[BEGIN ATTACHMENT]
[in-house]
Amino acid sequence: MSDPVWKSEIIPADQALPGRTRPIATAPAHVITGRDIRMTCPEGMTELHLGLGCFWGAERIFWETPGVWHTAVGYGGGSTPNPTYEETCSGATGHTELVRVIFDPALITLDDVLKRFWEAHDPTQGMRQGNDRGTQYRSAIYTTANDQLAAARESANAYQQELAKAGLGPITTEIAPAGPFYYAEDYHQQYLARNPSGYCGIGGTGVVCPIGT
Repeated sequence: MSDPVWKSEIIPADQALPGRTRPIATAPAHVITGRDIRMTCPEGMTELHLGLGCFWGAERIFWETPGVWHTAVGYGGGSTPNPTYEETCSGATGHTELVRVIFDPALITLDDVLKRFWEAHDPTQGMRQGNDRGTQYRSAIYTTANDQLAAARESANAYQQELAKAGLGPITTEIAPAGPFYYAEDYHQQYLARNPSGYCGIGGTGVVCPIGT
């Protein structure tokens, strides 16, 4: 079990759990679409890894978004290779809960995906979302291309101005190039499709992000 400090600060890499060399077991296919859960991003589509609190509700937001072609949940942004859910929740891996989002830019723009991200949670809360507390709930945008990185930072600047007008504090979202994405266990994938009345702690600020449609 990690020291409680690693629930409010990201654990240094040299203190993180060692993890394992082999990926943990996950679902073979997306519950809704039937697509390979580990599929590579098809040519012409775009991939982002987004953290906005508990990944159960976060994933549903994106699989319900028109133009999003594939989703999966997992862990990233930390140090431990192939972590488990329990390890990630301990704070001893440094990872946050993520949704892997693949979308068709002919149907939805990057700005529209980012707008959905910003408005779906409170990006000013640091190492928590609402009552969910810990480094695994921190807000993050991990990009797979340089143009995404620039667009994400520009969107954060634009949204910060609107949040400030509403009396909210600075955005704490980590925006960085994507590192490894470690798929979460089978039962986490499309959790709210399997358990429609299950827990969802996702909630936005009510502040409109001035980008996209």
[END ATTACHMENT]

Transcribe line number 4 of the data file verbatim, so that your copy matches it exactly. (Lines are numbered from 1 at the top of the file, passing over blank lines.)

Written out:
């Protein structure tokens, strides 16, 4: 079990759990679409890894978004290779809960995906979302291309101005190039499709992000 400090600060890499060399077991296919859960991003589509609190509700937001072609949940942004859910929740891996989002830019723009991200949670809360507390709930945008990185930072600047007008504090979202994405266990994938009345702690600020449609 990690020291409680690693629930409010990201654990240094040299203190993180060692993890394992082999990926943990996950679902073979997306519950809704039937697509390979580990599929590579098809040519012409775009991939982002987004953290906005508990990944159960976060994933549903994106699989319900028109133009999003594939989703999966997992862990990233930390140090431990192939972590488990329990390890990630301990704070001893440094990872946050993520949704892997693949979308068709002919149907939805990057700005529209980012707008959905910003408005779906409170990006000013640091190492928590609402009552969910810990480094695994921190807000993050991990990009797979340089143009995404620039667009994400520009969107954060634009949204910060609107949040400030509403009396909210600075955005704490980590925006960085994507590192490894470690798929979460089978039962986490499309959790709210399997358990429609299950827990969802996702909630936005009510502040409109001035980008996209």